Thursday, February 16, 2012

A Baptism to Die For

Religion is a puzzling gallimaufry - a "santorum" - of curious belief and even more curious practice; and saving perhaps serpent handling or communal celibacy (both of which seem somehow shortsighted), none more so than baptism of the dead. At its simplest, vicarious or proxy baptism is the Mormon practice of baptizing a living person on behalf of one who is dead, the live person receiving baptism for the ethereal "target."

Baptism would loom preternaturally important to one whose cosmology includes a maelstrom of invisible souls in torment, some of which may or may not be related to the subject. I don't know what the averages are on hitting something so elusive as a soul in outer space, but apparently they nail them pretty regularly. In the circumstance, and weird as it seems to me, it would be a humane and decent thing to settle one's family obligations by receiving proxy baptism for those deceased next-of-kin who may have in life neglected the offices and privileges which alone can lead to salvation.

 Souls in torment

We might even make the case that the living owe any of their deceased fellow communicants such a service. The obligation arguably pales as we move farther from the circle of the blessed, unless of course we're still talking about our lapsed Uncle Louie who passed away while on parole, in serious financial arrears and without having enjoyed the benison of one's own chosen fold and tabernacle.

To extend one's ministrations to the fallen of another creed appears to me to go above and beyond the admonitions of Jehovah (cf. Exodus 17:13, for example), and to troll a rather long line in the hope of picking up some free radicals who now have a second chance to share one's peculiar version of eternity. It turns out that the Mormons have been doing just this, most notably in the case of survivors of the Holocaust and in particular the relatives of Nobel Prize-winner Elie Wiesel.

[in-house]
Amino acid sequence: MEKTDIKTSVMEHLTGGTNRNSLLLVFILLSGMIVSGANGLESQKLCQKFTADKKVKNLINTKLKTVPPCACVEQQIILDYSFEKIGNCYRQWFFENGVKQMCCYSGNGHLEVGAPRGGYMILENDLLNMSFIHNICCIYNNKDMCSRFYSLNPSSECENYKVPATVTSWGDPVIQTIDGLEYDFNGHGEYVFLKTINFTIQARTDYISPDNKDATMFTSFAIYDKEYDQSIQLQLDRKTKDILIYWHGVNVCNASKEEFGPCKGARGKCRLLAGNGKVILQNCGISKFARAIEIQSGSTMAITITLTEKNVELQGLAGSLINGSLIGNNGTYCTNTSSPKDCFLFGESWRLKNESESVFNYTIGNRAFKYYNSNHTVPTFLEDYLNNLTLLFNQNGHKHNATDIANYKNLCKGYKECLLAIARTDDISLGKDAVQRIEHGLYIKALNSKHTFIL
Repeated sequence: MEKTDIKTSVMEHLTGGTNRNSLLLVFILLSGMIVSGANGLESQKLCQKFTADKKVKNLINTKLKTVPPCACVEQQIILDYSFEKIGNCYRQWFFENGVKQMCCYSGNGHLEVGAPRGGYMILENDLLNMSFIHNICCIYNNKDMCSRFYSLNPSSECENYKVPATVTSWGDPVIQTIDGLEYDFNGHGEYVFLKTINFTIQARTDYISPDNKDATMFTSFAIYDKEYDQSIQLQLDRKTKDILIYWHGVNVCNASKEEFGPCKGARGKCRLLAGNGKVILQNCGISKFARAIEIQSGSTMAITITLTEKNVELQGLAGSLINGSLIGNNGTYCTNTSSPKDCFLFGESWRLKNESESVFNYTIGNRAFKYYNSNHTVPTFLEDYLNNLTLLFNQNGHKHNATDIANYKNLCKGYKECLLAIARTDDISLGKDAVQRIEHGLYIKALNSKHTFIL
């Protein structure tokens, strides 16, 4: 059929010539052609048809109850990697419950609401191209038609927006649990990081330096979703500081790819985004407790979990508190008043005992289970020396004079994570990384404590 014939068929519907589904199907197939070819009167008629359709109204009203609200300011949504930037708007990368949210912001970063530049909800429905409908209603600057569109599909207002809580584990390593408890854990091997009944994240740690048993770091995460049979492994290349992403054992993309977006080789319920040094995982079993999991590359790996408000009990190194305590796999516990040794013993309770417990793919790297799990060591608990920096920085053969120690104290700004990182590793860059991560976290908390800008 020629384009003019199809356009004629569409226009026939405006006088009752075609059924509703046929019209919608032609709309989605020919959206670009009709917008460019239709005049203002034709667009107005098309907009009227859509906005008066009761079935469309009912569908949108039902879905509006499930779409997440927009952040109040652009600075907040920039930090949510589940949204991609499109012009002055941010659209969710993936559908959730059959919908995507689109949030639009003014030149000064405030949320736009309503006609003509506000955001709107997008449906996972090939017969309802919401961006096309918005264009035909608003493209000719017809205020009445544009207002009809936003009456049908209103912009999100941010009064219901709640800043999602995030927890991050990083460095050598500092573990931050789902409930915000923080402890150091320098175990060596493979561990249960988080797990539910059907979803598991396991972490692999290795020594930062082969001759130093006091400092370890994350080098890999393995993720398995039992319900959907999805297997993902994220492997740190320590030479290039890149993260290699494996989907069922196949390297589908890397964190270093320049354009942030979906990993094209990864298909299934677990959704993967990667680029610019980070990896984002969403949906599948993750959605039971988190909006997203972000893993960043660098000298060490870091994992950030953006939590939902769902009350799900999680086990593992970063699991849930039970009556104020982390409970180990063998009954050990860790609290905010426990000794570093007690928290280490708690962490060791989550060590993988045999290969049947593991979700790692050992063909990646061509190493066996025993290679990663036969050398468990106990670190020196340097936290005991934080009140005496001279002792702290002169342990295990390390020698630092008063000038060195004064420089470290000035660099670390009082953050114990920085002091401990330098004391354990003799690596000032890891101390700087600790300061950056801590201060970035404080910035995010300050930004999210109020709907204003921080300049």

Some people are never happy

The Nobel laureate has objected strenuously to this practice, seemingly indifferent to the fact that it makes his Mormon brethren feel better in doing it, and heedless as well of the prospect that for all he knows he may be passing up his only ticket to Heaven, Deseret-style, a Nash Rambler in every driveway and a beehive in every back yard. What could be wrong in the prospect of enjoying an anodyne Eternity that only an American faith could imagine? Admitted, it could bore you to death if it weren't that you'd already be alive forever.


Or, as Pascal put it nearly four centuries ago, what's the flap-pay all about? Why get all hot under the collar, Elie? What if, in other words, the poor sap is wrong and all those Mormons are onto something? "God is, or He is not," Pascal argues, offering a disjunction that takes no prisoners.  "Reason can decide nothing here. . . . Which will you choose then . . . since you must of necessity choose? Let us weigh the gain and the loss in wagering that God is . . . If you gain, you gain all; if you lose, you lose nothing. Wager, then, without hesitation that He is."

Now strictly speaking, the plaintiff has no gripe with God in particular that I'm aware of. His case is with the Mormons, who have had the temerity, the bald-faced, brass-bound gall to concern themselves with his infidel soul and those of his dead ancestors. (Wiesel's own name, it turned out, is in the Mormon genealogical database, awaiting the orisons and supplications of the faithful in his behalf upon his own translation into outer space as a poor damned soul - which I think in charity you'll agree is not quite the same as a damned poor soul.)

But I'm betting that in the end it won't matter what the Mormons pray for. And, of course, they could always be right. Or, to take Pascal's argument to one logical extreme, never look a gift horse in the mouth. Or again, as Mrs. Wiesel might have once told young Elie, what could it hurt? - you can't be too careful. Why does your father buy insurance, meshuggah?

 Gates of Hell, or Thinking About Insurance
(William Bates)

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